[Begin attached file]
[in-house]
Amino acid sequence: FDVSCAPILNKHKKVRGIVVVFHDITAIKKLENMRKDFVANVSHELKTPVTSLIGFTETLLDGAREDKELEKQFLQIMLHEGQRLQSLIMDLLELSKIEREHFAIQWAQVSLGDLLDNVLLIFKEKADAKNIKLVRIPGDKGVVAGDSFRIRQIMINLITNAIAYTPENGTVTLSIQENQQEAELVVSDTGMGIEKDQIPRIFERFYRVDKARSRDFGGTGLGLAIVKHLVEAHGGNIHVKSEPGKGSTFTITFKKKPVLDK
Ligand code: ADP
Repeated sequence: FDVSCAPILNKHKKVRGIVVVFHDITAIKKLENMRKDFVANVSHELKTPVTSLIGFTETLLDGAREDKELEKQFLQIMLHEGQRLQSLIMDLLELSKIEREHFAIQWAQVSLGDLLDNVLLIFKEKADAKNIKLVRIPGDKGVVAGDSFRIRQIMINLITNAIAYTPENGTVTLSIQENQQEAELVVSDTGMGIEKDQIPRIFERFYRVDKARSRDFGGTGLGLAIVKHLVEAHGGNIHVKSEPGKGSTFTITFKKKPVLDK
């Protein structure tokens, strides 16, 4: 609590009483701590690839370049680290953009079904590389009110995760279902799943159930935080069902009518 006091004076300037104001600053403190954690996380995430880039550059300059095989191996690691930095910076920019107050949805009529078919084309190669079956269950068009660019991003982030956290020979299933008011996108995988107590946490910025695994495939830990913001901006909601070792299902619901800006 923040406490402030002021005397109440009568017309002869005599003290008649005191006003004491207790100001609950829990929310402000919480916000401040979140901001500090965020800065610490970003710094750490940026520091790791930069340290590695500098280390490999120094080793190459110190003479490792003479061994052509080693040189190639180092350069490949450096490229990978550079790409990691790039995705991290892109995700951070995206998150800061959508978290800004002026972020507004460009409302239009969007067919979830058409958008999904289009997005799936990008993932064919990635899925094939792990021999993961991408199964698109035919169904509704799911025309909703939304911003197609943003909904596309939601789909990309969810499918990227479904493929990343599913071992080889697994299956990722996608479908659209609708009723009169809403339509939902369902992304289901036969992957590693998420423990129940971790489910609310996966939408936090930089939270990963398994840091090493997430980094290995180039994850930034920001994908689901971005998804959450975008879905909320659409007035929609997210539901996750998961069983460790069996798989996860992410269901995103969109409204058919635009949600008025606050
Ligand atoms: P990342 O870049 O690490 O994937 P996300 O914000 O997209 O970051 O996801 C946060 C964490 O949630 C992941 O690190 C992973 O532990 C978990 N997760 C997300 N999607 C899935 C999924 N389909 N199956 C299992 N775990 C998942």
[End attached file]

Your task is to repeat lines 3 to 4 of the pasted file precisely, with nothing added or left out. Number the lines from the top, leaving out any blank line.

Ligand code: ADP
Repeated sequence: FDVSCAPILNKHKKVRGIVVVFHDITAIKKLENMRKDFVANVSHELKTPVTSLIGFTETLLDGAREDKELEKQFLQIMLHEGQRLQSLIMDLLELSKIEREHFAIQWAQVSLGDLLDNVLLIFKEKADAKNIKLVRIPGDKGVVAGDSFRIRQIMINLITNAIAYTPENGTVTLSIQENQQEAELVVSDTGMGIEKDQIPRIFERFYRVDKARSRDFGGTGLGLAIVKHLVEAHGGNIHVKSEPGKGSTFTITFKKKPVLDK